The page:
|Publication number||US6274864 B1|
|Application number||US 09/230,186|
|Publication date||Aug 14, 2001|
|Filing date||Jul 15, 1997|
|Priority date||Jul 18, 1996|
|Also published as||DE19629005A1, EP0912877A1, EP0912877B1, WO1998003838A1|
|Publication number||09230186, 230186, PCT/1997/3765, PCT/EP/1997/003765, PCT/EP/1997/03765, PCT/EP/97/003765, PCT/EP/97/03765, PCT/EP1997/003765, PCT/EP1997/03765, PCT/EP1997003765, PCT/EP199703765, PCT/EP97/003765, PCT/EP97/03765, PCT/EP97003765, PCT/EP9703765, US 6274864 B1, US 6274864B1, US-B1-6274864, US6274864 B1, US6274864B1|
|Original Assignee||Itt Manufacturing Enterprises, Inc.|
|Export Citation||BiBTeX, EndNote, RefMan|
|Patent Citations (14), Referenced by (1), Classifications (6), Legal Events (7)|
|External Links: USPTO, USPTO Assignment, Espacenet|
The invention pertains to an optical scanning device, in particular, for steering angle sensors. Scanning devices of this type contain a code carrier with toothed segments distributed over its length or periphery. These segments are irradiated by a radiation transmitter arranged in front of the toothed segments, and the radiation which passes through the intermediate spaces between the segments is measured with a receiver arranged behind the toothed segments.
It is frequently desired that the output signal of the receiver have a certain ratio between pulses and interpulse periods, e.g., a ratio of 1:1. This can only be achieved by utilizing a pulse shaper. A pulse shaper converts the output signals of a receiving photodiode into square-wave signals at the output of the receiver. In order to achieve a certain ratio between the pulses and the interpulse periods at the output, the transmission voltage can be changed such that the radiation level is reduced and a chronological shift of the response threshold of the converter is attained on the reception side. Another option consists of changing the response threshold on the reception side such that the beginning and the end of the respective output pulses can be controlled. However, both of the aforementioned measures are expensive and require a complicated control arrangement.
The invention is based on a scanning device and aims to achieve a predetermined scanning ratio on the output side with simple means. The invention, in principle, consists of selecting a relatively high value for the transmission current such that the phototransistor operates near the saturation point. Due to this measure, the transmission side of the scanning device is less sensitive to current or voltage fluctuations and radiation originating from the environment. Due to the increased transmission current, the scanning ratio on the output side is changed while the response threshold of the receiver remains the same. If it is not intended to change the response threshold, which is designed for the highest possible sensitivity, the invention proposes to change the length ratio between the teeth and the gaps between the teeth on the code carrier in a suitable fashion. This means that, if the ratio between pulses and interpulse periods is increased on the output side by increasing the transmission current, the length of the teeth is increased on the input side and the length of the gaps between the teeth is correspondingly decreased. For example, if excessively short (positive) output pulses are obtained with a predetermined tooth length on the code carrier by utilizing an inverting circuit, the length of the teeth is correspondingly increased and the gaps between the teeth are decreased in order to increase the ratio between the output pulses (i.e., excessively long negative pulses) and the corresponding interpulse periods.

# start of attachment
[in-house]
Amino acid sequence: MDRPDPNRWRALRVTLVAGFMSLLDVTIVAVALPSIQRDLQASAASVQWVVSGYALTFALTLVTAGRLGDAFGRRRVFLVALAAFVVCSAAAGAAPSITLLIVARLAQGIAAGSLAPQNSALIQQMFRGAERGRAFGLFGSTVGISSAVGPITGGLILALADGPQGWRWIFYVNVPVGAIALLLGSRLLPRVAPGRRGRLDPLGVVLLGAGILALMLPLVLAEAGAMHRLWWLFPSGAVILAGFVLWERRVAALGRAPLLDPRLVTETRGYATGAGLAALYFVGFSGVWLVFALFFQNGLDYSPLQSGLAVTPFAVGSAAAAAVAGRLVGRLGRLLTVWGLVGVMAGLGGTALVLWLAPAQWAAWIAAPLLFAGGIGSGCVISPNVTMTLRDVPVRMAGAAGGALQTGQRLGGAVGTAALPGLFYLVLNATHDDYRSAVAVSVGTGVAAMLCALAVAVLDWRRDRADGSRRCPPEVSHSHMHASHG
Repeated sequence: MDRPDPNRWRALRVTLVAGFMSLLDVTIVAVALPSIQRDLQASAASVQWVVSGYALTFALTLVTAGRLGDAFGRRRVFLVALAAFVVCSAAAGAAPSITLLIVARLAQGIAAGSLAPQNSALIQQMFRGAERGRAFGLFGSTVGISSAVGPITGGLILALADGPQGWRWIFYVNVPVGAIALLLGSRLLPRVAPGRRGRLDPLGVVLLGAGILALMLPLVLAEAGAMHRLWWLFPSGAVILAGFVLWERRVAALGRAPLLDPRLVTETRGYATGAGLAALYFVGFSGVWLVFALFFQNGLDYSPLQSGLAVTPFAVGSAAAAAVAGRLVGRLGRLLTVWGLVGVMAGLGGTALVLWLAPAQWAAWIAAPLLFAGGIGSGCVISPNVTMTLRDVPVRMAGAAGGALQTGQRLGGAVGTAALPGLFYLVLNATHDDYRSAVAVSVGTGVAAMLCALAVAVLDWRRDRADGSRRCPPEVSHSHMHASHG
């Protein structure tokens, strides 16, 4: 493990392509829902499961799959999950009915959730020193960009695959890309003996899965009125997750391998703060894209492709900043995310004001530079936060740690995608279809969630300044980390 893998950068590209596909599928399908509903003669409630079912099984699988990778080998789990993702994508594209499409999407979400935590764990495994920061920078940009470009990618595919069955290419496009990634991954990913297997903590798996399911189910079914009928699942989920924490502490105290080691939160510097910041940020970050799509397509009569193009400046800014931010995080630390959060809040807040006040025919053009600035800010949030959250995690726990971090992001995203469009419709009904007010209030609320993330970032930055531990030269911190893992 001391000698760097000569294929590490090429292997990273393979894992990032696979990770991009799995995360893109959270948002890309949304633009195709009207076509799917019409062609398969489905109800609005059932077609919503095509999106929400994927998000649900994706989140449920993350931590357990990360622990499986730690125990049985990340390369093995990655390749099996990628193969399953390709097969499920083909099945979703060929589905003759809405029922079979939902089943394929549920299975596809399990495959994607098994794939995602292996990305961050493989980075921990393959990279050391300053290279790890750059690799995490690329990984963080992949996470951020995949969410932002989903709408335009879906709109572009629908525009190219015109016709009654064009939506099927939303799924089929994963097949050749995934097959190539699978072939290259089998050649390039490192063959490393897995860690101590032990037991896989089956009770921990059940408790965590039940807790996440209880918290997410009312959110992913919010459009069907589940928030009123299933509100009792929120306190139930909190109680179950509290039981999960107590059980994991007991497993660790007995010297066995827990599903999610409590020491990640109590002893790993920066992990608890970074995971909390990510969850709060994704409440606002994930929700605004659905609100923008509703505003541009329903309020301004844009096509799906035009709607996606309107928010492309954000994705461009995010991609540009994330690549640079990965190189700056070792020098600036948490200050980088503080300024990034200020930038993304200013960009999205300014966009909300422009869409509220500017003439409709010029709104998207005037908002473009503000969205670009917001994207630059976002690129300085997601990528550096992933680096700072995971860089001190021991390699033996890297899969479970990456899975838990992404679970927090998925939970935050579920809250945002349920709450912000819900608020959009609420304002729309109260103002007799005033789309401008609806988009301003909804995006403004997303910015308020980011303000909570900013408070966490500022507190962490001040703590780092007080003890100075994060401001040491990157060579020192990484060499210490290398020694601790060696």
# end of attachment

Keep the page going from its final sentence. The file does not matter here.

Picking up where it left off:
According to one additional development of the invention, a favorable ratio between pulses and interpulse periods is 1:1.
When measuring rotational angles by means of the scanning device, a particular simple design of the code carrier is defined by a toothed disk on the periphery of which permeable and impermeable regions are circularly distributed. In this case, the teeth may be circularly arranged on the edge of the disk such that they extend perpendicular to the disk.
With respect to the transmitter and the receiver, it is proposed to provide the transmitter with a phototransistor and the receiver with a photodiode.
One embodiment of the invention is described below with reference to the figures. The figures show:
FIGS. 1a, 1 b, and 1 c depict the design of the teeth of a prior art code disk and the signals resulting thereof at the output of the diode and the output of the converter; and
FIGS. 2a, 2 b, and 2 c depict the teeth on a code disk of the present invention and the signals resulting therefrom at the output of the diode and at the output of the converter; and
FIG. 3 is a partial perspective view of a code disk having teeth and gaps according to the present invention.